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Pharmacists Start Acting More Like Doctors -- and That's a Good Thing

Pharmacists are coming into their own as the availability of primary-care physicians dwindles in many areas. Both chain and independent pharmacies are offering programs to help patients manage various chronic diseases. In the process, the drugstores are helping patients, employers, and themselves.

Primary care physicians don't oppose the new assertiveness of pharmacists, who offer a type of patient education for which the doctors themselves don't get paid. In fact, pharmacists and other professionals who get into the advice business might take some pressure off of the primary care doctors.

In a "healthy heart" program offered by independent drugstores with support from drug wholesaler Cardinal (CAH), pharmacists invite people with heart conditions or cardiac risk factors to attend monthly educational sessions. A pharmacist gives talks about such topics as high cholesterol and high blood pressure and what to do about them. In between sessions, patients can record their progress on a special website and receive phone calls from a pharmacist who checks on their compliance and health status.

About 50 independent pharmacies have the "healthy heart" program and 200 offer a similar program for diabetes. Big pharmacy chains like Walgreens (WAG) and CVS Caremark (CVS) have also rolled out diabetes support programs. The difference is that they go through employers and/or pharmacy benefit managers to enroll patients rather than signing them up directly.

Walgreens has introduced its diabetes education program in 10 cities so far. Enrollees get one-on-one counseling about the drugs they're taking and devices such as glucose meters. In CVS Caremark's program, patients who aren't taking their medications as prescribed receive a call and can get phone or in-person counseling. CVS plans to expand this approach to other patients with heart disease, high blood pressure and high cholesterol.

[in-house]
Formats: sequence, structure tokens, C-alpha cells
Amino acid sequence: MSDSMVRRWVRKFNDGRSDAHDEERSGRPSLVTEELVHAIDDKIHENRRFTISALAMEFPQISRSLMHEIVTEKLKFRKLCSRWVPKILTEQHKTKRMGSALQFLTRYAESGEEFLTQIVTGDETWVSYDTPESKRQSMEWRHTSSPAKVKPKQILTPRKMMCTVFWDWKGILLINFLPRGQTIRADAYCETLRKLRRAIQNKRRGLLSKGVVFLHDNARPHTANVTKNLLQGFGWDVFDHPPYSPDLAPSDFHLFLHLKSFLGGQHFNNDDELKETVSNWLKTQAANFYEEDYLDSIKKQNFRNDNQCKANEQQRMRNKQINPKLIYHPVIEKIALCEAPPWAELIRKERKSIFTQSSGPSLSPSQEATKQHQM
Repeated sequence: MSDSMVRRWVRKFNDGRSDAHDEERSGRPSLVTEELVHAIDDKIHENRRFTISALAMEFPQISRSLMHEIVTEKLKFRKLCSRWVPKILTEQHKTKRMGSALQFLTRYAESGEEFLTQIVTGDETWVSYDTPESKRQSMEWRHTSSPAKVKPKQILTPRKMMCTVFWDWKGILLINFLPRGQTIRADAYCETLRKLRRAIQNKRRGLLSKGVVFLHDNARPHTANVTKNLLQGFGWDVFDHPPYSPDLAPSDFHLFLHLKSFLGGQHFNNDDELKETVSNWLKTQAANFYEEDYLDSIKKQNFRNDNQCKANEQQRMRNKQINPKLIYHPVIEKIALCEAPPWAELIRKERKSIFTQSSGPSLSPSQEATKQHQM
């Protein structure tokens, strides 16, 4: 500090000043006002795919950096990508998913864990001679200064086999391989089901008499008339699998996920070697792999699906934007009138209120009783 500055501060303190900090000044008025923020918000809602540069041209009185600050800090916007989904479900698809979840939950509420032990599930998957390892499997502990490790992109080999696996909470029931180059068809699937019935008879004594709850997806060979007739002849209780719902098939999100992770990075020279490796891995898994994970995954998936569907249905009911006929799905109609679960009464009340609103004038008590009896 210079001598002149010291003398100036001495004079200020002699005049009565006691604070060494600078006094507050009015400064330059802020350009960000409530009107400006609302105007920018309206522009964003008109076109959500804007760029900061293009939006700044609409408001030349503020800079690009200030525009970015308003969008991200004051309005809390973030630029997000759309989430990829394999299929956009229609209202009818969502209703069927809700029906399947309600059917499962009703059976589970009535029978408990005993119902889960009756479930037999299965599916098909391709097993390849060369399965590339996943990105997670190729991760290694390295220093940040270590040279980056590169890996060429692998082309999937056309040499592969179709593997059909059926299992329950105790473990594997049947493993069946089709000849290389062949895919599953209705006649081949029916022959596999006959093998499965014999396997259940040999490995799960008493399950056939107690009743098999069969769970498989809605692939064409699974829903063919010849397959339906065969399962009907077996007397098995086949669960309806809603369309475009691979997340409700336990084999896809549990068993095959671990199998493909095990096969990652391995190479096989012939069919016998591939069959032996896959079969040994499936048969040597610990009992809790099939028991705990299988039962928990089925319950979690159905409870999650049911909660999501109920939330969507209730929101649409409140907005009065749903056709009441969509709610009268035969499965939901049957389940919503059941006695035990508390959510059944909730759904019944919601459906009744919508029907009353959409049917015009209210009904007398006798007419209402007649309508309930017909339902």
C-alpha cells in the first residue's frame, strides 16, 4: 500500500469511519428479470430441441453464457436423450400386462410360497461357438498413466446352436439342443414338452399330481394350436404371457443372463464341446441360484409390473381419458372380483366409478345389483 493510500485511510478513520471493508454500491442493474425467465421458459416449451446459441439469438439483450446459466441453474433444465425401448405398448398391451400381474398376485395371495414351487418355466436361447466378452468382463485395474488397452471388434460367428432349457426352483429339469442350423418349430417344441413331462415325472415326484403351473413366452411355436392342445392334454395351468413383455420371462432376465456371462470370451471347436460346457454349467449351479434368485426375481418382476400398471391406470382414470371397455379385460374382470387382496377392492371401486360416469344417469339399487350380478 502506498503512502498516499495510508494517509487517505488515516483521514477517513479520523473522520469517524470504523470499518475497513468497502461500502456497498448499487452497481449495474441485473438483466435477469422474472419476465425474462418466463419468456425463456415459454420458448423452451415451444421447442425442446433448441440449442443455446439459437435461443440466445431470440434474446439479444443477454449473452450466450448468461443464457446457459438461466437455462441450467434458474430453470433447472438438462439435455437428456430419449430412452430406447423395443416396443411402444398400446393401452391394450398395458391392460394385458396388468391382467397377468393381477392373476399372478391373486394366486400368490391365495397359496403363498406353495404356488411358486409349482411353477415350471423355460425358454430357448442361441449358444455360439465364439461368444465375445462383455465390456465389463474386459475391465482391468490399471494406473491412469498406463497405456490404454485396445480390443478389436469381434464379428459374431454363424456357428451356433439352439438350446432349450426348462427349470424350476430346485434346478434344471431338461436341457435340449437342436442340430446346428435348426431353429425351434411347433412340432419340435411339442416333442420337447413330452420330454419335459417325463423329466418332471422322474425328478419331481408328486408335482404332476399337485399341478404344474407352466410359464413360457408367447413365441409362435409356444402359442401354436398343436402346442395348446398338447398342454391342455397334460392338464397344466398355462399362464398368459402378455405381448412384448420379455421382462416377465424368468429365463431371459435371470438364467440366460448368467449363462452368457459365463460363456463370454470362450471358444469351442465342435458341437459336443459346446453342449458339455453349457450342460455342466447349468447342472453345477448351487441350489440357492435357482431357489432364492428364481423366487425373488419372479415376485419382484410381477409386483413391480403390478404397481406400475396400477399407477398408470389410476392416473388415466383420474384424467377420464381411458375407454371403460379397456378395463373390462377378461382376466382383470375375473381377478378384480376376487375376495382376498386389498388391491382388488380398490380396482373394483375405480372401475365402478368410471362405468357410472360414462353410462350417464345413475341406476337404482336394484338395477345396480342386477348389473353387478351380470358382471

Of course, the pharmacies aren't doing this just to improve the health of patients. By promoting compliance with medication regimens, they get more refills, and the educational programs also help them compete with mail-order houses that now account for 6.6 percent of all prescription drug sales. In this context, the educational programs are part of the same strategy that has spawned $4 generic drugs and 90-day supplies at the big pharmacy chains.

Nevertheless, these programs are a quantum leap beyond having your pharmacist ask you if you have any questions about the prescription. And they are part of a growing diversification of primary care that also includes retail clinics and worksite clinics. (Walgreens has expanded aggressively in these areas, and CVS owns many retail clinics.) Meanwhile, a rising number of midlevel practitioners work with physicians or on their own.

Pharmacists aren't going to go off on their own, because they aren't licensed to treat or prescribe drugs to patients. But, to the extent that they can support a doctor's treatment plan, they will serve a very useful purpose in primary care. They also supply additional feet on the ground to monitor the patient's health status and sound the alarm if they get sicker.

This collaboration of primary care doctors and pharmacists provides a useful model for the care teams that probably are the future of primary care. By combining the expertise of multiple professionals, care teams will serve chronic-disease patients better than any single physician can on his or her own.

Image supplied courtesy of Flickr.

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